Wednesday, 27 June 2007

An Interesting Gamble

The following ad caught my eye - "Bid to Buy an Apartment for less than 5% of it's value!". It turns out that this is a sort of a lottery (although it appears that it probably is classified as a property auction, as there doesn't appear to be a lottery permit number on the site) with the entry (bid) fee costing $5 and the prize value being a Queensland apartment "valued" at $350,000. You have to pay $5 for each "bid" you enter in a reverse auction for the property, with a maximum of 20 bids allowed per bidder each week. The winning bid will be the lowest bid (below $17,000) that is unique at the time the auction closes - either a set date (although the site doesn't display that anywhere I could find) or when the required number of bids has been received (also that's also not listed anywhere that I could see).

In lotteries the total ticket sales generally add up to around twice the total prize pool value, so I'd guess the required value of bid fees is around $750,000. This would mean 150,000 bids. As bid amounts include dollars and cents, this means that a maximum bid of $1,500.00 would allow each bid to be unique, in which case the person who bid $0.01 would win the prize. In reality most people will be trying to bid as low as possible, so low bids are unlikely to be unique when the auction closes. High bids have more chance of being unique, but are unlikely to win.

Aside from the question of what the actual value of the prize may be, it's interesting to think of what the "best" strategy would be to employ in this contest. When you place you first bid you are emailed if it is
a) not unique
b) unique, but not the lowest unique bid
c) currently the lowest unique bid

In case a) you've obviously not won, but a lot of contestants would then proceed to place a higher bid (the email will tell you if the current winning unique bid is higher or lower than your bid). This will reduce the number of bids placed at low prices once the current "winning" bid has passed that price point.

In case b) you have to wait and see if all the lower, unique bids become "not unique" by the closing time of the auction.

In case c) you have to wait and see if anyone else bids this same amount before the auction closes.

The promoter states that if there are no unique bids when the auction closes the lowest price with two bids will be used to determine the winner - the person who placed the first bid at that price. However, with a price limit of $17,000 and $5 fee per 1c bid, this would mean that $8.5 worth of bid fees had been paid for a $350,000 prize! The promoter must be dreaming that this ends up being the case, but I doubt that that many entries will occur. In which case you'd get the best information and have the best chance of winning if you placed your bids close to the end of the auction. If I was going to enter this contest I'd contact the promoter to find out what the "stated date" for the auction to end actually is.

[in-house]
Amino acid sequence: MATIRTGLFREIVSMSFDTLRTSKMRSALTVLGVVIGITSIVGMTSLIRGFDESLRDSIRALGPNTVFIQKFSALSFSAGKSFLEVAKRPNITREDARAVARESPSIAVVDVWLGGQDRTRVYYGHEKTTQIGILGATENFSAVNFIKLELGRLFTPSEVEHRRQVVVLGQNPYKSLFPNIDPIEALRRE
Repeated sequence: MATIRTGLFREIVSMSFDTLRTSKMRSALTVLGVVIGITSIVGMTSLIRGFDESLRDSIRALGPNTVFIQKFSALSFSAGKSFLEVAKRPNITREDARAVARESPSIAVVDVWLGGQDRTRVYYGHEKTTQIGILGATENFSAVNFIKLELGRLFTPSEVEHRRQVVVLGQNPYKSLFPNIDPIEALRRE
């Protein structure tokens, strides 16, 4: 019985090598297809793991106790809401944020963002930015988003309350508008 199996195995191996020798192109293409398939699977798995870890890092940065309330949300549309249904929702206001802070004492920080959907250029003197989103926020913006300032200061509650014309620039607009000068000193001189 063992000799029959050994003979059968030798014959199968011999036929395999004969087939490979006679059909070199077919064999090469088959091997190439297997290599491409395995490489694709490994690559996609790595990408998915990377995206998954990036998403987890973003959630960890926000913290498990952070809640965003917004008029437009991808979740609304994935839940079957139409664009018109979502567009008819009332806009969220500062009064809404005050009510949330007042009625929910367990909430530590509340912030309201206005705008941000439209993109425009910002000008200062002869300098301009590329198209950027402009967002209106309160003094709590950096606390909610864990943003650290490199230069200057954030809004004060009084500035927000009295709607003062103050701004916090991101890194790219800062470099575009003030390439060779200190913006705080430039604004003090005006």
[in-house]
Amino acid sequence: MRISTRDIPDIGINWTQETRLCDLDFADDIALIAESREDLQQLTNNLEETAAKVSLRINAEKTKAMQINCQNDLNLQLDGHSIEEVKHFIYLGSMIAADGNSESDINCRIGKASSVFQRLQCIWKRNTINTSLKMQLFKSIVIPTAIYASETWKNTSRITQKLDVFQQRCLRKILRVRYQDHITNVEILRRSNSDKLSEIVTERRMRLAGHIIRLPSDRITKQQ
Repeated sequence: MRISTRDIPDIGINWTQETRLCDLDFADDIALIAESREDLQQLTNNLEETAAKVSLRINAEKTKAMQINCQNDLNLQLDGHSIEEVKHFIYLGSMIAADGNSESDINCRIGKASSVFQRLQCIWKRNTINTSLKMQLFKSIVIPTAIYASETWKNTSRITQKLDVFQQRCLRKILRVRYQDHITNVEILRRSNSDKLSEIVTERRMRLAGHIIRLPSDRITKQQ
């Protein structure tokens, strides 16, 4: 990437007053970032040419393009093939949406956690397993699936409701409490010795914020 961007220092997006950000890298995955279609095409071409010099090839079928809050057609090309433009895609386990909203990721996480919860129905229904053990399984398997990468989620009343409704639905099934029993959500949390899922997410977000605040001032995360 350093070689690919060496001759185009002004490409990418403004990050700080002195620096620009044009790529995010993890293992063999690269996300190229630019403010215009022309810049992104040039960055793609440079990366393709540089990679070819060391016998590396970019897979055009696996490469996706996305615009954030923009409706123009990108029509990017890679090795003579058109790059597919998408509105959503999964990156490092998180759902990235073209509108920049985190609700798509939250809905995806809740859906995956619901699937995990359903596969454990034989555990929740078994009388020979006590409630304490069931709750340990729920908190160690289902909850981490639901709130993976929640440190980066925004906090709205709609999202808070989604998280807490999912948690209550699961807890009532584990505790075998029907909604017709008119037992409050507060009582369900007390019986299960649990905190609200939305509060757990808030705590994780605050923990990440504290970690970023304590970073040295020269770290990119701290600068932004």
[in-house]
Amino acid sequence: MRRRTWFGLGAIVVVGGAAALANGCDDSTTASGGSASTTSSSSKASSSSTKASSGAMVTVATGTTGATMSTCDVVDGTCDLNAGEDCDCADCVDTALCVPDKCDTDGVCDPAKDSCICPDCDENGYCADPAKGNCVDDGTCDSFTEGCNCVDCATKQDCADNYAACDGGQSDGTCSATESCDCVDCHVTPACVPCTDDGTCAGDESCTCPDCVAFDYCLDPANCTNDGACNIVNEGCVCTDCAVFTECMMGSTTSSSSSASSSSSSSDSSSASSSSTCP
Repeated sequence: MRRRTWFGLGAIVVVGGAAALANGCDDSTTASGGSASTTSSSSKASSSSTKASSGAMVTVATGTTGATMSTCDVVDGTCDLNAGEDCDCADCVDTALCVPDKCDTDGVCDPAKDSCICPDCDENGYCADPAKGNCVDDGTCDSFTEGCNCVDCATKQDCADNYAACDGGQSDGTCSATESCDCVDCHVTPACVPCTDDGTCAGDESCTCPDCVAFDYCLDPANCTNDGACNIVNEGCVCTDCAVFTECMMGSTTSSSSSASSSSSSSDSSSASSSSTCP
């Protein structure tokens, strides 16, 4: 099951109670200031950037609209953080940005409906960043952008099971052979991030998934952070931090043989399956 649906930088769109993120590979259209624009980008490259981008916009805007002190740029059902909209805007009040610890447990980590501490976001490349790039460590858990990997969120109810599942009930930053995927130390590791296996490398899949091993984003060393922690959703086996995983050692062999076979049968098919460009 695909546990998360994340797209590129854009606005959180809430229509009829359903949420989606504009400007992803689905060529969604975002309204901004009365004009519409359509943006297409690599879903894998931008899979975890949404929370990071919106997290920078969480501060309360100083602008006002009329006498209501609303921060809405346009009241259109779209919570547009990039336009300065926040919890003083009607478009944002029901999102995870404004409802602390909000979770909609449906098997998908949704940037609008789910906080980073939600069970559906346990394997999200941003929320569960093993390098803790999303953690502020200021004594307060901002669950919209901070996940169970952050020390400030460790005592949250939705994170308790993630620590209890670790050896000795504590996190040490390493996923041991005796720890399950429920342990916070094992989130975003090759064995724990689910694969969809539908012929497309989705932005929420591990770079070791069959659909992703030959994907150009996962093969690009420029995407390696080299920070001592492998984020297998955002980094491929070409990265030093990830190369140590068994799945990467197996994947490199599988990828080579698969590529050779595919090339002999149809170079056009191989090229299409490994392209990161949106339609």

Assuming that the value of all bid fees ends up being around twice the prize value (like most lotteries), we can deduce that a bid of around $1,500.00 has a good chance of being unique. SO one strategy would be to enter an odd bid value around this number, say $1,384.73, and if you get notified that this is unique but no the winning bid you could enter a second bid for half this amount - say, $692.36. Assuming that all your bids came back as unique (but not the current "winning" bid) you would repeat this process until you bit a price that was not unique. If the current "winning" bid was less that this, you could then use of the remainder of the 20 bids you're allowed to place each week in small steps below this price, hoping to hit a unique value that had a good chance of winning the auction.

An alternate strategy would be to make a first bid at a much lower price point, say $236.57. The email notification would then tell you if the current winning bid is higher or lower than this price. If you made this initial bid too low there is a high probability that the bid won't be unique.

Although this contest is a bit more interesting than your run of the mill lottery, I don't think I'll enter this first auction. (I don't gamble much anyhow - and recently losing $3,000 on forex day trading has used up all my "play" money for the time being!). On the one hand no-one will know much about how many entries this auction will eventually attract, so you could be lucky and the contest doesn't attract many entries, boosting your chance of winning. On the other hand, in future auctions you could estimate from the previous contests winning bids what amount the winning bid is likely to be (say, $300-$400 or whatever), and roughly how many entries there were. If the number of contestants in future auctions doesn't increase, this extra info would help you target your bids at the prices most likely to win.

I may check back in a couple of months to see what the winning bids were for the first couple of auctions - assuming this contest is a success and the promoter stays in business.

ps. I doubt that the emails sent out to bidders will be encrypted. So a hacker that knew how to intercept emails could monitor the autoresponder emails for bids that have been entered, and therefore track what the current "winning" bid is, and ignore bid values above this price that have already been entered. Combine this info with the date the auction ends and the hacker would be in a good position to enter 20 bids that have a very high chance of winning, just before the contest closes...

I don't know how to do this sort of email hacking, but it's another reason I probably won't enter this contest - I'd hate to find out that the eventual winner was some pimply computer nerd ;)

Enough Wealth

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